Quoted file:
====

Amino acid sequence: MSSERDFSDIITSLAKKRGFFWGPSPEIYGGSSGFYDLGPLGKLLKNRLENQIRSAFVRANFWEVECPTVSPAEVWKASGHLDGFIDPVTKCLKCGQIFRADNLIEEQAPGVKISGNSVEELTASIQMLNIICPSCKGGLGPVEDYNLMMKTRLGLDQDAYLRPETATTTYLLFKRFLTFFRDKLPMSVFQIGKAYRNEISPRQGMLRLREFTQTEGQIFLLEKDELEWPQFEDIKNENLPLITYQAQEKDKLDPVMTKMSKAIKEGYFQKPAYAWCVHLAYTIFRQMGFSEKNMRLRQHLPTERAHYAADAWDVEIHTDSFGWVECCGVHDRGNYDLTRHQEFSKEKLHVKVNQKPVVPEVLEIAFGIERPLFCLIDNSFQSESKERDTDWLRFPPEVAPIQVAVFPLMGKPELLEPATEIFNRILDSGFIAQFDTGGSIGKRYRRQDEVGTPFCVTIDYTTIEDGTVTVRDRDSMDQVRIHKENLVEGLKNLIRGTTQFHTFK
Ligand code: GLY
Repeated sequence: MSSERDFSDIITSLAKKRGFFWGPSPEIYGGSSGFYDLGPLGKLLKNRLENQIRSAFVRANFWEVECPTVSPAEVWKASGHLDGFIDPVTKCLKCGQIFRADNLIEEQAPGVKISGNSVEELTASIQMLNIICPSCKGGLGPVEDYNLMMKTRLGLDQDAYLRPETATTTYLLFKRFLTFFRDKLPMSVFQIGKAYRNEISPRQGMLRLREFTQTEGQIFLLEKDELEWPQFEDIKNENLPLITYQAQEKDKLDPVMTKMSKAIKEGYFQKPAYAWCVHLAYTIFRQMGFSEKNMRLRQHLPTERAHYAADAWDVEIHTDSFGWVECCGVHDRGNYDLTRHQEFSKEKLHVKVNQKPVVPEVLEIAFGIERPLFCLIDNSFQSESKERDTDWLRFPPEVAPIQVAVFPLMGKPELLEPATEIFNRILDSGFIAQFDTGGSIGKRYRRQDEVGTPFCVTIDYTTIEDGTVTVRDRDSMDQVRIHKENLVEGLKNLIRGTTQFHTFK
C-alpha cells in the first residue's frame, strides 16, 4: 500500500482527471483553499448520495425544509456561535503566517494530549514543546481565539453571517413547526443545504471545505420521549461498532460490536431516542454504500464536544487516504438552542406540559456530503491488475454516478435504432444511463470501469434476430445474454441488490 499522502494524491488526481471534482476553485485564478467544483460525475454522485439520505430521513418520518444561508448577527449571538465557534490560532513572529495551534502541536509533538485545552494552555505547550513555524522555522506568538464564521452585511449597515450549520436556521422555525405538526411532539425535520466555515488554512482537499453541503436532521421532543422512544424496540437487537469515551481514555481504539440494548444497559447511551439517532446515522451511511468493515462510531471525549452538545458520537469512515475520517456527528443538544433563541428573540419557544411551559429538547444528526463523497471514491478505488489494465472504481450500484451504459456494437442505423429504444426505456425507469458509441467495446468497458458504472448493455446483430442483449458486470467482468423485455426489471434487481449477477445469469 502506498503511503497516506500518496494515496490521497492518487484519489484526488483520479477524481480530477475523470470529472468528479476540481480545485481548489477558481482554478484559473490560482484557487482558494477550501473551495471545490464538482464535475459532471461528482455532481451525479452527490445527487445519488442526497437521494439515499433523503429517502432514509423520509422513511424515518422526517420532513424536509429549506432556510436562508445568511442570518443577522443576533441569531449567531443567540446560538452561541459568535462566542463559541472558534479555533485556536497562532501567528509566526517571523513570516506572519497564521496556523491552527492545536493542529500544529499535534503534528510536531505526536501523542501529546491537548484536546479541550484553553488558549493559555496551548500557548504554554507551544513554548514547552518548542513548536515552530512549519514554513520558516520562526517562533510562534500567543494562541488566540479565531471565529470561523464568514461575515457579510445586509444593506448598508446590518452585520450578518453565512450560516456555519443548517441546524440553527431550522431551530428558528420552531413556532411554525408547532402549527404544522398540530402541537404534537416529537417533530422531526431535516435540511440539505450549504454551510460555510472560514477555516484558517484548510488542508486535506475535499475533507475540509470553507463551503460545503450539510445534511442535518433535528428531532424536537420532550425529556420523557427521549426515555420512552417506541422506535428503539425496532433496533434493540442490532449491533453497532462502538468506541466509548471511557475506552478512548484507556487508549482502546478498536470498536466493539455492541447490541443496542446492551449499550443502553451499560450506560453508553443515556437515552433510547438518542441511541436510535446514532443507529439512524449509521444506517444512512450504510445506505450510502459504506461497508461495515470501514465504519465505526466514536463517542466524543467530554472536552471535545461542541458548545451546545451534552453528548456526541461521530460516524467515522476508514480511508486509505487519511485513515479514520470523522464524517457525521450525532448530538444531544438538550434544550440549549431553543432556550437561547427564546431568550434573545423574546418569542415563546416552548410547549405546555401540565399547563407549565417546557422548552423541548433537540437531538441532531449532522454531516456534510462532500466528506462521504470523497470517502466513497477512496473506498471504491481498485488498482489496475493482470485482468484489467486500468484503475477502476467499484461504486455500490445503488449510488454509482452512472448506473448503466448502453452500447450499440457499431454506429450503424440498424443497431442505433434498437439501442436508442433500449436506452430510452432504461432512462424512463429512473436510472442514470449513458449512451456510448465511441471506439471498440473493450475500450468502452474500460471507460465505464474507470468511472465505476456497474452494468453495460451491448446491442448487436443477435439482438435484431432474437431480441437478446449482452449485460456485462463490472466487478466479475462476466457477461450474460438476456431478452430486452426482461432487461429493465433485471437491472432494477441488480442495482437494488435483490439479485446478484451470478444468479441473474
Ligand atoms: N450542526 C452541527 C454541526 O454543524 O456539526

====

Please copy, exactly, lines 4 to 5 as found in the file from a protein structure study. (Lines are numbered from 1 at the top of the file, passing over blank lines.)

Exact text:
C-alpha cells in the first residue's frame, strides 16, 4: 500500500482527471483553499448520495425544509456561535503566517494530549514543546481565539453571517413547526443545504471545505420521549461498532460490536431516542454504500464536544487516504438552542406540559456530503491488475454516478435504432444511463470501469434476430445474454441488490 499522502494524491488526481471534482476553485485564478467544483460525475454522485439520505430521513418520518444561508448577527449571538465557534490560532513572529495551534502541536509533538485545552494552555505547550513555524522555522506568538464564521452585511449597515450549520436556521422555525405538526411532539425535520466555515488554512482537499453541503436532521421532543422512544424496540437487537469515551481514555481504539440494548444497559447511551439517532446515522451511511468493515462510531471525549452538545458520537469512515475520517456527528443538544433563541428573540419557544411551559429538547444528526463523497471514491478505488489494465472504481450500484451504459456494437442505423429504444426505456425507469458509441467495446468497458458504472448493455446483430442483449458486470467482468423485455426489471434487481449477477445469469 502506498503511503497516506500518496494515496490521497492518487484519489484526488483520479477524481480530477475523470470529472468528479476540481480545485481548489477558481482554478484559473490560482484557487482558494477550501473551495471545490464538482464535475459532471461528482455532481451525479452527490445527487445519488442526497437521494439515499433523503429517502432514509423520509422513511424515518422526517420532513424536509429549506432556510436562508445568511442570518443577522443576533441569531449567531443567540446560538452561541459568535462566542463559541472558534479555533485556536497562532501567528509566526517571523513570516506572519497564521496556523491552527492545536493542529500544529499535534503534528510536531505526536501523542501529546491537548484536546479541550484553553488558549493559555496551548500557548504554554507551544513554548514547552518548542513548536515552530512549519514554513520558516520562526517562533510562534500567543494562541488566540479565531471565529470561523464568514461575515457579510445586509444593506448598508446590518452585520450578518453565512450560516456555519443548517441546524440553527431550522431551530428558528420552531413556532411554525408547532402549527404544522398540530402541537404534537416529537417533530422531526431535516435540511440539505450549504454551510460555510472560514477555516484558517484548510488542508486535506475535499475533507475540509470553507463551503460545503450539510445534511442535518433535528428531532424536537420532550425529556420523557427521549426515555420512552417506541422506535428503539425496532433496533434493540442490532449491533453497532462502538468506541466509548471511557475506552478512548484507556487508549482502546478498536470498536466493539455492541447490541443496542446492551449499550443502553451499560450506560453508553443515556437515552433510547438518542441511541436510535446514532443507529439512524449509521444506517444512512450504510445506505450510502459504506461497508461495515470501514465504519465505526466514536463517542466524543467530554472536552471535545461542541458548545451546545451534552453528548456526541461521530460516524467515522476508514480511508486509505487519511485513515479514520470523522464524517457525521450525532448530538444531544438538550434544550440549549431553543432556550437561547427564546431568550434573545423574546418569542415563546416552548410547549405546555401540565399547563407549565417546557422548552423541548433537540437531538441532531449532522454531516456534510462532500466528506462521504470523497470517502466513497477512496473506498471504491481498485488498482489496475493482470485482468484489467486500468484503475477502476467499484461504486455500490445503488449510488454509482452512472448506473448503466448502453452500447450499440457499431454506429450503424440498424443497431442505433434498437439501442436508442433500449436506452430510452432504461432512462424512463429512473436510472442514470449513458449512451456510448465511441471506439471498440473493450475500450468502452474500460471507460465505464474507470468511472465505476456497474452494468453495460451491448446491442448487436443477435439482438435484431432474437431480441437478446449482452449485460456485462463490472466487478466479475462476466457477461450474460438476456431478452430486452426482461432487461429493465433485471437491472432494477441488480442495482437494488435483490439479485446478484451470478444468479441473474
Ligand atoms: N450542526 C452541527 C454541526 O454543524 O456539526